When I was a high school teacher in Sanjo, I often volunteered to be an organizer of school parties in order to choose Rankeiso as the venue as it is an ideal setting for relaxing parties.
Recently, I met Rankeiso’s president, Keigo Otake, who is the fourth-generation manager of this family-owned inn. Though he comes across as a bit shy, he is not timid when he speaks about the three points that make his inn one of Japan’s best secluded hot spring spots.
First, he noted, the quality of the inn’s onsen baths is outstanding. The cold spa water is quite rich in minerals and surprisingly tasty. It is a little salty and tastes like seaweed tea. He even uses the water to make Onsen-gayu, a special type of rice porridge for breakfast.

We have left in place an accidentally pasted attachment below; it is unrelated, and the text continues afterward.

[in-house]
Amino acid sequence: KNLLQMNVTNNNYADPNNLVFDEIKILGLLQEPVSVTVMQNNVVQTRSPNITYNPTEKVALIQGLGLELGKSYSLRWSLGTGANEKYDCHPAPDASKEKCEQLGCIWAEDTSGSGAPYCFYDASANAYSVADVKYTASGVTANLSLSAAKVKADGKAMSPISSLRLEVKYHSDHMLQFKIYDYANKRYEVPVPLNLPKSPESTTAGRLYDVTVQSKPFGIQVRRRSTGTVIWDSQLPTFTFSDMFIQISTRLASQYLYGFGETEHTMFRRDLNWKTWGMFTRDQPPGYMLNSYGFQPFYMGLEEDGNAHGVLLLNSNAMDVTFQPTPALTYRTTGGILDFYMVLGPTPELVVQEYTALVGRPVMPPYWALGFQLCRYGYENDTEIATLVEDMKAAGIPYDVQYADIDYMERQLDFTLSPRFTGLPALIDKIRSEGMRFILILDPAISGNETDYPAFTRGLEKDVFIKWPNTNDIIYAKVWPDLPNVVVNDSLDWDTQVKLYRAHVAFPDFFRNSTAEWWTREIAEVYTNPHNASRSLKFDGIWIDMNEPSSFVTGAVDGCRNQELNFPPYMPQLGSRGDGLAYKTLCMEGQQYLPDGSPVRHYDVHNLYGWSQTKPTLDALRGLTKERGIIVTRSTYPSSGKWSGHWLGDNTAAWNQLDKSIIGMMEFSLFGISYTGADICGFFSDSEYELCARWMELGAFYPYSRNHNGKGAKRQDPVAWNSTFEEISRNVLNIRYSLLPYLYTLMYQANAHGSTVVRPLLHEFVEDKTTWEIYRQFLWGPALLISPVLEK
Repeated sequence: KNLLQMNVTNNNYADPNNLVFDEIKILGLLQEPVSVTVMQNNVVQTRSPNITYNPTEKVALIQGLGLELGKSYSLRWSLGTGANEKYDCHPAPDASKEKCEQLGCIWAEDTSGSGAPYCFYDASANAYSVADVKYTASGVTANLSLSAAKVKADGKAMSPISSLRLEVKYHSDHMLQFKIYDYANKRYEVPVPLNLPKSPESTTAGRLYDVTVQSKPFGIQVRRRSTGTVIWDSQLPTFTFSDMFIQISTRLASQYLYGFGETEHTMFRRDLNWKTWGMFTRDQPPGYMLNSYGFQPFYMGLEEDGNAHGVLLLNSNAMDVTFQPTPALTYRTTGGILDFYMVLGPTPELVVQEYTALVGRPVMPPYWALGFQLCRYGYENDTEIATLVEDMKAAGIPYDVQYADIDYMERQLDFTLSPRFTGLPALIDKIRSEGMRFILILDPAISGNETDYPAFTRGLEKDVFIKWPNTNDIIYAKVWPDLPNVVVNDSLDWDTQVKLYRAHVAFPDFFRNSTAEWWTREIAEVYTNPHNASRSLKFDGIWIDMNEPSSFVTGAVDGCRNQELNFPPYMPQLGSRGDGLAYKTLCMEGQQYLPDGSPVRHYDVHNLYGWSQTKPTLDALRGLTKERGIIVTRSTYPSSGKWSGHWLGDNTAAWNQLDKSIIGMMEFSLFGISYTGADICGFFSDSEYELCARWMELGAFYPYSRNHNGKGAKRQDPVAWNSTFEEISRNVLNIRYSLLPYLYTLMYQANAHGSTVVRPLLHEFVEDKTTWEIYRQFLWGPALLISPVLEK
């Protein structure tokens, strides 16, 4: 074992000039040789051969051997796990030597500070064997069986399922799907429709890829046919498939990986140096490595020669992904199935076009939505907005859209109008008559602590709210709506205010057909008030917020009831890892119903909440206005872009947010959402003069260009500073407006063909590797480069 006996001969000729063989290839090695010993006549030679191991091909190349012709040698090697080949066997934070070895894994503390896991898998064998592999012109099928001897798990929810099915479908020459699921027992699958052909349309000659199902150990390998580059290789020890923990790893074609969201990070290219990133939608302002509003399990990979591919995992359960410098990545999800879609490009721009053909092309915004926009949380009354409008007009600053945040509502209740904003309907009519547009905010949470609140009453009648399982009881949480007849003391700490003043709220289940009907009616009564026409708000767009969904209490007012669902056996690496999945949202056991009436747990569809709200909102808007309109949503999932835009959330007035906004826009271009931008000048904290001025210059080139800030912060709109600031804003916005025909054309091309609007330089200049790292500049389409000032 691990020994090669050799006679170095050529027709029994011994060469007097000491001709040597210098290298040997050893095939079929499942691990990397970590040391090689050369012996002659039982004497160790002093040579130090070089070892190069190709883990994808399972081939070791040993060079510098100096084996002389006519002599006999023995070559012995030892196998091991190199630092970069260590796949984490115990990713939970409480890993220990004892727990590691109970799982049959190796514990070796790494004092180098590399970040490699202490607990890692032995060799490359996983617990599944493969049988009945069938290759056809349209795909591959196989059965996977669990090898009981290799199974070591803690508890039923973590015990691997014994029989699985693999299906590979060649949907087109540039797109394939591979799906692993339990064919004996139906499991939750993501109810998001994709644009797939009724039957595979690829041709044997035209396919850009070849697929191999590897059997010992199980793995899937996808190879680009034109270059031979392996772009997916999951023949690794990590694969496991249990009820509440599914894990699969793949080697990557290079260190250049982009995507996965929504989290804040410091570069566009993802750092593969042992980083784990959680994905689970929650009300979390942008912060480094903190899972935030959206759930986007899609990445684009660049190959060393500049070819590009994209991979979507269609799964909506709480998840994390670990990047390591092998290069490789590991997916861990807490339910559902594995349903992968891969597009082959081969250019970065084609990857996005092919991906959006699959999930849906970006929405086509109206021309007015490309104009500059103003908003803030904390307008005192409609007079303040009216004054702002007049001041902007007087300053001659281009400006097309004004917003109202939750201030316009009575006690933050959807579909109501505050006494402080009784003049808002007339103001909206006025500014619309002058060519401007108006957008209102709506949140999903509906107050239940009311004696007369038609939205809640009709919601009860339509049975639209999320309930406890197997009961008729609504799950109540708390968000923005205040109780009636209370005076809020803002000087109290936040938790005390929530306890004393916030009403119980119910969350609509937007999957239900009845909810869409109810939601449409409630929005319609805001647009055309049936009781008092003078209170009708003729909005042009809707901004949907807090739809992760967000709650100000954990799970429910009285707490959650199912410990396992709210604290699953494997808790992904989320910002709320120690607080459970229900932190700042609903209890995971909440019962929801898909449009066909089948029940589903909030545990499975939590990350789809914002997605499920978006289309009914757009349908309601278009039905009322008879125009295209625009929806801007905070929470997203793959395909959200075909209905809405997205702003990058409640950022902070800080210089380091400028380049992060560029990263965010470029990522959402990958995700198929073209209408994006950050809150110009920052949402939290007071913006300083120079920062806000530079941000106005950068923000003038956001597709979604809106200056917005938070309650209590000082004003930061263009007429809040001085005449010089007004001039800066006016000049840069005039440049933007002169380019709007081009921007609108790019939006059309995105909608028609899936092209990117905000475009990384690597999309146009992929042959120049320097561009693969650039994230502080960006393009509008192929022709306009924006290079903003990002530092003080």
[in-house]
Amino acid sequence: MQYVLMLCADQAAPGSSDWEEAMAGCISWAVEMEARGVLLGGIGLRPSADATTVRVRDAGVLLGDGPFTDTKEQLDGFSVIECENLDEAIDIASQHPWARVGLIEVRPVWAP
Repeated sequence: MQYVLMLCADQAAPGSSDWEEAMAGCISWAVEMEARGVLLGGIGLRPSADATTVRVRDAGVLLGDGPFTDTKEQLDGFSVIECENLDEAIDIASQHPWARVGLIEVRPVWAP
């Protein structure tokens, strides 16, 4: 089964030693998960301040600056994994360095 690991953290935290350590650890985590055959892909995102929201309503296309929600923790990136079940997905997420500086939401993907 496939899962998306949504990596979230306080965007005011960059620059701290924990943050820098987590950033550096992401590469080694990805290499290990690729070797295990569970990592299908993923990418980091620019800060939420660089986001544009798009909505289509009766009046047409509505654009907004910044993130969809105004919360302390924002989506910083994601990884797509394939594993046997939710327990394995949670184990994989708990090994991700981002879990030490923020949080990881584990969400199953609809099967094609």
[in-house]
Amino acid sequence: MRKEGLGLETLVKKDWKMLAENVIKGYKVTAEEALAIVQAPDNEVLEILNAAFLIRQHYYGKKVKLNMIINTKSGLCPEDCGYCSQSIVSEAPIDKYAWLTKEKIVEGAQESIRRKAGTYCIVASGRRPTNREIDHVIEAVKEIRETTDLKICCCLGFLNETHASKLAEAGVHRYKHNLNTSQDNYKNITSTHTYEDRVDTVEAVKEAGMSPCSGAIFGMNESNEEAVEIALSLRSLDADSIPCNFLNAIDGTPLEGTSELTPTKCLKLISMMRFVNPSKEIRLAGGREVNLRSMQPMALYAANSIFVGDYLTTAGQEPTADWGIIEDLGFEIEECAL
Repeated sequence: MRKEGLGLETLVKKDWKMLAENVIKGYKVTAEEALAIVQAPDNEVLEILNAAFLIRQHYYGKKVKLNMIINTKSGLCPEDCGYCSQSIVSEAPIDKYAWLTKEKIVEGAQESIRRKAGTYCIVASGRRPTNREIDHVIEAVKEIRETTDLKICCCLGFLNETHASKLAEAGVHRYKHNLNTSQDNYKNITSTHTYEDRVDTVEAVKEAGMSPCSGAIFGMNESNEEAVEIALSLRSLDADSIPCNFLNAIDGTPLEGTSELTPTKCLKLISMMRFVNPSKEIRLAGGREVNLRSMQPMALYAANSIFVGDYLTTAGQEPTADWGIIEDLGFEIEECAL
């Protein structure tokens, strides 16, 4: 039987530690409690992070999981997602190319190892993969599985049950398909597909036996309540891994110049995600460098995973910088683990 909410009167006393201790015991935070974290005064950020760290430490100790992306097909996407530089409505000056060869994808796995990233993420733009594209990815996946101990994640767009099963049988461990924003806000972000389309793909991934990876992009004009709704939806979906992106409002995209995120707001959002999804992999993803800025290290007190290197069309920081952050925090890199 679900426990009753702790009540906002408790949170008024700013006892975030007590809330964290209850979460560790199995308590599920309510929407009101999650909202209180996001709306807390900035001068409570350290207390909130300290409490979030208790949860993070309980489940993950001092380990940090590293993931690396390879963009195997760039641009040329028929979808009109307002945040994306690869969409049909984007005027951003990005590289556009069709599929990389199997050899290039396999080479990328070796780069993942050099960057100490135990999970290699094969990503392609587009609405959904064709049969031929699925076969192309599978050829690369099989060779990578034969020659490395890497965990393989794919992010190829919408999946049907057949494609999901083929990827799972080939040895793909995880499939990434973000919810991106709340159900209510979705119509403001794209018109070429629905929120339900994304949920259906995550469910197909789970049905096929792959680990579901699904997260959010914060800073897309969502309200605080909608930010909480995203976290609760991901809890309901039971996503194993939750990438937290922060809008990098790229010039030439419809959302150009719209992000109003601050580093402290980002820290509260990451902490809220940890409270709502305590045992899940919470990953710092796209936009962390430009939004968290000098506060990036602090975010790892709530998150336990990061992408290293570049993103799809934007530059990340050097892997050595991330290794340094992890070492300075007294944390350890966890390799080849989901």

A second factor that makes this inn an unforgettable experience, he noted, is the tantalizing cuisine. Four distinguished chefs turn any of the inn’s traditional country-styled dishes into a high-class banquet. (Having recently attended a family reunion at the Rankeiso where we partook of many of the inn’s best delicacies, I can personally attest that this is no exaggeration.)
The third element, he touched on, and perhaps the most important, is how the inn lies in gentle harmony with it natural surroundings. Scenic woods envelope the inn while the Sumon River runs beside it, allowing those who come there to feel as one with nature.
During our talk, Mr. Otake noted that the “Go” in his given name, Keigo, means “five.” In this way, his parents and grandparents consigned in him five wishes. He didn’t say a lot, but he knows what his family expected of him and he is obviously full of high hopes for his inn.